Pushyabhuti dynasty, ruled a portion of northern India during the 6th & 7th centuries, attained its peak under its last ruler Harshavardhana.

The Pushyabhuti dynasty, also known as the Vardhana dynasty, ruled a portion of northern India during the 6th and 7th centuries. The dynasty attained its peak under its last ruler Harsha-Vardhana, whose empire spread much of north and north-western India, and spread till Kamarupa in the east and Narmada River in the south.

Etymology and Name

According to Harsha-Charita, composed by the court poet Banabhatta, the family was known as the Pushyabhuti dynasty or Pushpabhuti dynasty. Georg Bühler asserted that this was a scribal error and that the correct name was Pushyabhuti. Several modern scholars now use the form “Pushpabhuti”, while others prefer the variant “Pushyabhuti”.

Some modern books describe the dynasty as “Vardhana”, because the names of its kings end with the suffix “-Vardhan”. 


No accurate information is available about the origins of the dynasty. Harshacharita by the 7th-century poet Bana delivers a legendary account of their origin, naming Pushyabhuti as the dynasty’s founder. According to this legend, Pushyabhuti lived in the Srikantha janapada (modern Kurukshetra district), whose capital was Sthanvishvara (modern Thanesar). 

A devotee of Shiva, Pushyabhuti involved in a tantric ritual at a cremation ground, under the influence of Bhairavacharya, a teacher from “the South”. At the end of this ritual, a goddess (identified with Lakshmi) anointed him the king and blessed him as the founder of a great dynasty. The Pushyabhuti mentioned in Bana’s account appears to be a fictional character, as he is not mentioned in the dynasty’s inscriptions or any other source.

The writings of Xuanzang and Arya-manjushri-mula-kalpa suggest that the dynasty belonged to the Vaishya varna.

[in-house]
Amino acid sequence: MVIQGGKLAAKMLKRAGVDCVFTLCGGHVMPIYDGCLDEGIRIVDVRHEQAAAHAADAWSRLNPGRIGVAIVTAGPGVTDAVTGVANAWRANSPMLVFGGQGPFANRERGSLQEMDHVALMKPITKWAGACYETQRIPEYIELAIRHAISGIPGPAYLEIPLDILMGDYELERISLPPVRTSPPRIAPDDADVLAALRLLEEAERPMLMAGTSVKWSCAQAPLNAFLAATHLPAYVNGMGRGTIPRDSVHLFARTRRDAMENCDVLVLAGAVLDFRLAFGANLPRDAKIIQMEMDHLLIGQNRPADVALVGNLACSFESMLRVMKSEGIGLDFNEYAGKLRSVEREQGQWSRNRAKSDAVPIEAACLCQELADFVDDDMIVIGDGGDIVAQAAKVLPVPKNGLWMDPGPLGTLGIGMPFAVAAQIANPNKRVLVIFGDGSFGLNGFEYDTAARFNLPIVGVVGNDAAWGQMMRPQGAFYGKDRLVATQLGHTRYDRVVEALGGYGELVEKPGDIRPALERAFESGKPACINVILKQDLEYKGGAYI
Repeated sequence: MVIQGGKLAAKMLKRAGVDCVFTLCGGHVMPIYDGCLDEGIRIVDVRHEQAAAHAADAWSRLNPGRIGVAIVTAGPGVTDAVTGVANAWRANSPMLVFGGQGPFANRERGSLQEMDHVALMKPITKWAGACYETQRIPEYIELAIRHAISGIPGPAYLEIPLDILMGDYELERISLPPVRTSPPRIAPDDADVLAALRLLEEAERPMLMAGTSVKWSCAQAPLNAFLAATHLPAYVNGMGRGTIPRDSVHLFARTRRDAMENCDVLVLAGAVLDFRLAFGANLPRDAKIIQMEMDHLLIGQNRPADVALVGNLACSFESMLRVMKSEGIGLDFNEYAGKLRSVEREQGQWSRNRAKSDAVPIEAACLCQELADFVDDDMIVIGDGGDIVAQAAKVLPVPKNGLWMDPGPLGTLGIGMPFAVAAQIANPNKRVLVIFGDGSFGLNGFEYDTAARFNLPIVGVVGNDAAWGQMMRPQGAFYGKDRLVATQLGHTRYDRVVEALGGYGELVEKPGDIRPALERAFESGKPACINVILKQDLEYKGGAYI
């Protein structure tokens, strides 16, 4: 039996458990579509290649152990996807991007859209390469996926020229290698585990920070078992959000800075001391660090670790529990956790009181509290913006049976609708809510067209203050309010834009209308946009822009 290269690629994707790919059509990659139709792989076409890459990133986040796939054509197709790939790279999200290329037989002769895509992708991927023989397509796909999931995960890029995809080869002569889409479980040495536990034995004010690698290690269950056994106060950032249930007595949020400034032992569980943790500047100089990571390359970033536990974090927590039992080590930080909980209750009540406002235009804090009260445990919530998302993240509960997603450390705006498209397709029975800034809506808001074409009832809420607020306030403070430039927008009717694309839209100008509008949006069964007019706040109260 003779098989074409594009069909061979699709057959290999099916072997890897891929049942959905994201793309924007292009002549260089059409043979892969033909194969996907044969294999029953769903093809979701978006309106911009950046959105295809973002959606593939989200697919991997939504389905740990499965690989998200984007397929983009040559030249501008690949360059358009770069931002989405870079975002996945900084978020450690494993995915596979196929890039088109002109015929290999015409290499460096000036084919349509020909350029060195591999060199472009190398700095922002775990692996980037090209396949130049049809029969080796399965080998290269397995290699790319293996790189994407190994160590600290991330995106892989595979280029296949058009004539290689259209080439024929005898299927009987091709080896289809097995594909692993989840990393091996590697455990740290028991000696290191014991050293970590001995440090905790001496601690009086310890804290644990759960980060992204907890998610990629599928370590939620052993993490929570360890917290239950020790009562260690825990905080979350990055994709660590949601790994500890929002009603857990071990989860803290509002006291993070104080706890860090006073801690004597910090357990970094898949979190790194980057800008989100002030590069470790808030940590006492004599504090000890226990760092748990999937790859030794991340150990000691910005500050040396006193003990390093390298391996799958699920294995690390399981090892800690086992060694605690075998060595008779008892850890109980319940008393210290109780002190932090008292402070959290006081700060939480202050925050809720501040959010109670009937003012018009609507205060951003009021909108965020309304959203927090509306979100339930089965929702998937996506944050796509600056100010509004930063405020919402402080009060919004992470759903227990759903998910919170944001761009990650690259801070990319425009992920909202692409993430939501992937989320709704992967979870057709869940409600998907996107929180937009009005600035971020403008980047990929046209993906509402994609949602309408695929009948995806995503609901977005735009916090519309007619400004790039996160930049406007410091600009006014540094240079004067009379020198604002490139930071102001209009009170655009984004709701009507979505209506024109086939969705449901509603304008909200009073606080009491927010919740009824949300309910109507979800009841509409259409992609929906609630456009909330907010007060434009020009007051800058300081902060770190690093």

The Pushyabhuti dynasty originally ruled a small area around their capital Sthaneshvara (Thanesar). According to Hans T. Bakker, their ruler Aditya-Vardhana (or Aditya-Sena) was probably a feudatory to Sharva-Varman, the Maukhari king of Kannauj. His successor Prabhakara-Vardhana may have also been a feudatory to the Maukhari king Avanti-Varman in his early days. 

King Prabhakar Vardhan

Prabhakara’s daughter Rajyashri married Avanti-Varman’s son Graha-Varman. As a result of this marriage, Prabhakara’s political status increased significantly, and he assumed the royal title Parama-bhattaraka Maharajadhiraja. (“the one to whom the other kings bow because of his valor and affection”).

According to the Harshacharita, after Prabhakara’s death, the king of Malava attacked Kannauj, supported by the ruler of Gauda. The Malava king killed Graha-Varman and captured Rajyashri.

King Rajya Vardhan

Bana does not mention this king, but historians speculate him to be a ruler of the Later Gupta dynasty. Prabhakara’s elder son Rajya-Vardhana defeated the Malava ruler but was killed by the Gauda king.

King Harsha Vardhan

The Harshacharita further states that Prabhakara’s younger son Harsha-Vardhana then vowed to destroy the Gauda king and their allies. Again, Bana does not mention the name of the Gauda king, but historians identify him with Shashanka-Deva, a Maukhari vassal (mahasamanta). 

Harsha allied with Bhaskar Varman, the king of Kamarupa, and forced Shashanka to retreat. Subsequently, in 606 CE, Harsha was formally crowned as an emperor. He captured a large part of northern India. His overlordship was accepted by the king of Vallabhi in the west and the Kamarupa king Bhaskaravarman in the east; in the south, his empire extended up to the Narmada River.

Harsha eventually made Kanyakubja (modern Kannauj in Uttar Pradesh) his capital, and ruled till c. 647 CE. He died without an heir, leading to the end of the Pushyabhuti dynasty.

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